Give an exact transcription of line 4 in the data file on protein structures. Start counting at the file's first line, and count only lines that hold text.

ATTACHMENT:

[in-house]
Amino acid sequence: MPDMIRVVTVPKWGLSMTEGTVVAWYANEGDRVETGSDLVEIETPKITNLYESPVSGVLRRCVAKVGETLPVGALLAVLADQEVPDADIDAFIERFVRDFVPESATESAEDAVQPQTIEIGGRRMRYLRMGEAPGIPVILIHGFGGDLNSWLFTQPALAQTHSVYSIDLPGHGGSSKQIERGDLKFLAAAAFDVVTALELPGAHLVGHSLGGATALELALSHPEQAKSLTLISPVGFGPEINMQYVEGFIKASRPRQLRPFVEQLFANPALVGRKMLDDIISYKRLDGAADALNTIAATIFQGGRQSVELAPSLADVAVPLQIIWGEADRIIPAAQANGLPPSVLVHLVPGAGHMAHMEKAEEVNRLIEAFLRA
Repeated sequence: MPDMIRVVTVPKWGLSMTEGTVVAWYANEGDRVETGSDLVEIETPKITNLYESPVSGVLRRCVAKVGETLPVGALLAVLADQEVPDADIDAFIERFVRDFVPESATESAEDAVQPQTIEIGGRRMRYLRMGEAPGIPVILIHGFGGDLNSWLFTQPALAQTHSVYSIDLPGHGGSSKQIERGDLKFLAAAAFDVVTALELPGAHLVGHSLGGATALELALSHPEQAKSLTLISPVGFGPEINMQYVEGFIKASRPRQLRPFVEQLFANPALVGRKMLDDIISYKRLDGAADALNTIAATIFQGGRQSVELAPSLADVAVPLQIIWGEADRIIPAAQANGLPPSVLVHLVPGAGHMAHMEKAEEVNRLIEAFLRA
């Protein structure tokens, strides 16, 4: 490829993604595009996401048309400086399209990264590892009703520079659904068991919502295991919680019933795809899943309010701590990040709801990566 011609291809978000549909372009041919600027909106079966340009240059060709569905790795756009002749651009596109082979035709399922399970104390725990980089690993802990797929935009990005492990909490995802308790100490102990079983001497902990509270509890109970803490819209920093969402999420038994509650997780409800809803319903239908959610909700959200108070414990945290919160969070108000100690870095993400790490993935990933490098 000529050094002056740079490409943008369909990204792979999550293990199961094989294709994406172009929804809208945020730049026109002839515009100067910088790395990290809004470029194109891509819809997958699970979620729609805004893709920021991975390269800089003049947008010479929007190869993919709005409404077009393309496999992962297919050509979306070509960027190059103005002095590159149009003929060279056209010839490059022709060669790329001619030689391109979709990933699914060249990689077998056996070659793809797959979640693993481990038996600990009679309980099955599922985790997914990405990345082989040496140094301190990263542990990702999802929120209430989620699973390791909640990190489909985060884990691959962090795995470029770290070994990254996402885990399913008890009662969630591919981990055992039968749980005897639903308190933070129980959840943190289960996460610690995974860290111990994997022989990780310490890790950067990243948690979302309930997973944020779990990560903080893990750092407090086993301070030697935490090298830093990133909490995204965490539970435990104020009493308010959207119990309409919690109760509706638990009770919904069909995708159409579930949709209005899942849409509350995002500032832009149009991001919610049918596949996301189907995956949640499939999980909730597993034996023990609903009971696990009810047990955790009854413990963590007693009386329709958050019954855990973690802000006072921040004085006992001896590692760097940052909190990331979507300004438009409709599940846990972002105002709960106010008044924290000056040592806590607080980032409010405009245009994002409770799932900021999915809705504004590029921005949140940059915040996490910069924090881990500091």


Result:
């Protein structure tokens, strides 16, 4: 490829993604595009996401048309400086399209990264590892009703520079659904068991919502295991919680019933795809899943309010701590990040709801990566 011609291809978000549909372009041919600027909106079966340009240059060709569905790795756009002749651009596109082979035709399922399970104390725990980089690993802990797929935009990005492990909490995802308790100490102990079983001497902990509270509890109970803490819209920093969402999420038994509650997780409800809803319903239908959610909700959200108070414990945290919160969070108000100690870095993400790490993935990933490098 000529050094002056740079490409943008369909990204792979999550293990199961094989294709994406172009929804809208945020730049026109002839515009100067910088790395990290809004470029194109891509819809997958699970979620729609805004893709920021991975390269800089003049947008010479929007190869993919709005409404077009393309496999992962297919050509979306070509960027190059103005002095590159149009003929060279056209010839490059022709060669790329001619030689391109979709990933699914060249990689077998056996070659793809797959979640693993481990038996600990009679309980099955599922985790997914990405990345082989040496140094301190990263542990990702999802929120209430989620699973390791909640990190489909985060884990691959962090795995470029770290070994990254996402885990399913008890009662969630591919981990055992039968749980005897639903308190933070129980959840943190289960996460610690995974860290111990994997022989990780310490890790950067990243948690979302309930997973944020779990990560903080893990750092407090086993301070030697935490090298830093990133909490995204965490539970435990104020009493308010959207119990309409919690109760509706638990009770919904069909995708159409579930949709209005899942849409509350995002500032832009149009991001919610049918596949996301189907995956949640499939999980909730597993034996023990609903009971696990009810047990955790009854413990963590007693009386329709958050019954855990973690802000006072921040004085006992001896590692760097940052909190990331979507300004438009409709599940846990972002105002709960106010008044924290000056040592806590607080980032409010405009245009994002409770799932900021999915809705504004590029921005949140940059915040996490910069924090881990500091």